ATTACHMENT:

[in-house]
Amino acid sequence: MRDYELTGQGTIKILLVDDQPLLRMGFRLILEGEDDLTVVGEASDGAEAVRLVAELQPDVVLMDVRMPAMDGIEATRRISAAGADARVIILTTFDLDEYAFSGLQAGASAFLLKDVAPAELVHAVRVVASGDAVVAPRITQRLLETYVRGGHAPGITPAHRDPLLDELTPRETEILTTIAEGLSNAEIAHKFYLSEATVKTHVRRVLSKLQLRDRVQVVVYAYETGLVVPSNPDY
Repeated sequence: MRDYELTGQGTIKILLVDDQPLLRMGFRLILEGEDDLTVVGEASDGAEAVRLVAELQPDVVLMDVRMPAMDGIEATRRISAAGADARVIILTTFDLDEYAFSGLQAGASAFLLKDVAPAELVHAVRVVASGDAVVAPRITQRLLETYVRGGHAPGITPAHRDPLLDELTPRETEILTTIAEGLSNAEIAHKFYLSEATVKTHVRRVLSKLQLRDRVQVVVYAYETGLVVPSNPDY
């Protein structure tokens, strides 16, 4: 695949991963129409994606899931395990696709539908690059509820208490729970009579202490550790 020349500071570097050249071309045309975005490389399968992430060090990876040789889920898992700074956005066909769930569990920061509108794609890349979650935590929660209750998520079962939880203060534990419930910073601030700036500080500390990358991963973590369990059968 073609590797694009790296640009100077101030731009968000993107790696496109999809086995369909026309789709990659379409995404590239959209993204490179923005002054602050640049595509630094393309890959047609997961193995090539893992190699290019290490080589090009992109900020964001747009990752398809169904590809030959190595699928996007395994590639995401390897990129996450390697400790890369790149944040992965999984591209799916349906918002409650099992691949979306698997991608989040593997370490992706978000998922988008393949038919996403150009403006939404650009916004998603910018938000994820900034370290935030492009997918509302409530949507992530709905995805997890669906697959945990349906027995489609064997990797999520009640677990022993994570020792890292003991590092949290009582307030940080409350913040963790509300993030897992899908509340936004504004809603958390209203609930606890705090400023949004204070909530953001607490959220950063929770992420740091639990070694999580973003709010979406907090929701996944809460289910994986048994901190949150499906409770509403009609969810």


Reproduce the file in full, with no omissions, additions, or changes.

[in-house]
Amino acid sequence: MRDYELTGQGTIKILLVDDQPLLRMGFRLILEGEDDLTVVGEASDGAEAVRLVAELQPDVVLMDVRMPAMDGIEATRRISAAGADARVIILTTFDLDEYAFSGLQAGASAFLLKDVAPAELVHAVRVVASGDAVVAPRITQRLLETYVRGGHAPGITPAHRDPLLDELTPRETEILTTIAEGLSNAEIAHKFYLSEATVKTHVRRVLSKLQLRDRVQVVVYAYETGLVVPSNPDY
Repeated sequence: MRDYELTGQGTIKILLVDDQPLLRMGFRLILEGEDDLTVVGEASDGAEAVRLVAELQPDVVLMDVRMPAMDGIEATRRISAAGADARVIILTTFDLDEYAFSGLQAGASAFLLKDVAPAELVHAVRVVASGDAVVAPRITQRLLETYVRGGHAPGITPAHRDPLLDELTPRETEILTTIAEGLSNAEIAHKFYLSEATVKTHVRRVLSKLQLRDRVQVVVYAYETGLVVPSNPDY
């Protein structure tokens, strides 16, 4: 695949991963129409994606899931395990696709539908690059509820208490729970009579202490550790 020349500071570097050249071309045309975005490389399968992430060090990876040789889920898992700074956005066909769930569990920061509108794609890349979650935590929660209750998520079962939880203060534990419930910073601030700036500080500390990358991963973590369990059968 073609590797694009790296640009100077101030731009968000993107790696496109999809086995369909026309789709990659379409995404590239959209993204490179923005002054602050640049595509630094393309890959047609997961193995090539893992190699290019290490080589090009992109900020964001747009990752398809169904590809030959190595699928996007395994590639995401390897990129996450390697400790890369790149944040992965999984591209799916349906918002409650099992691949979306698997991608989040593997370490992706978000998922988008393949038919996403150009403006939404650009916004998603910018938000994820900034370290935030492009997918509302409530949507992530709905995805997890669906697959945990349906027995489609064997990797999520009640677990022993994570020792890292003991590092949290009582307030940080409350913040963790509300993030897992899908509340936004504004809603958390209203609930606890705090400023949004204070909530953001607490959220950063929770992420740091639990070694999580973003709010979406907090929701996944809460289910994986048994901190949150499906409770509403009609969810």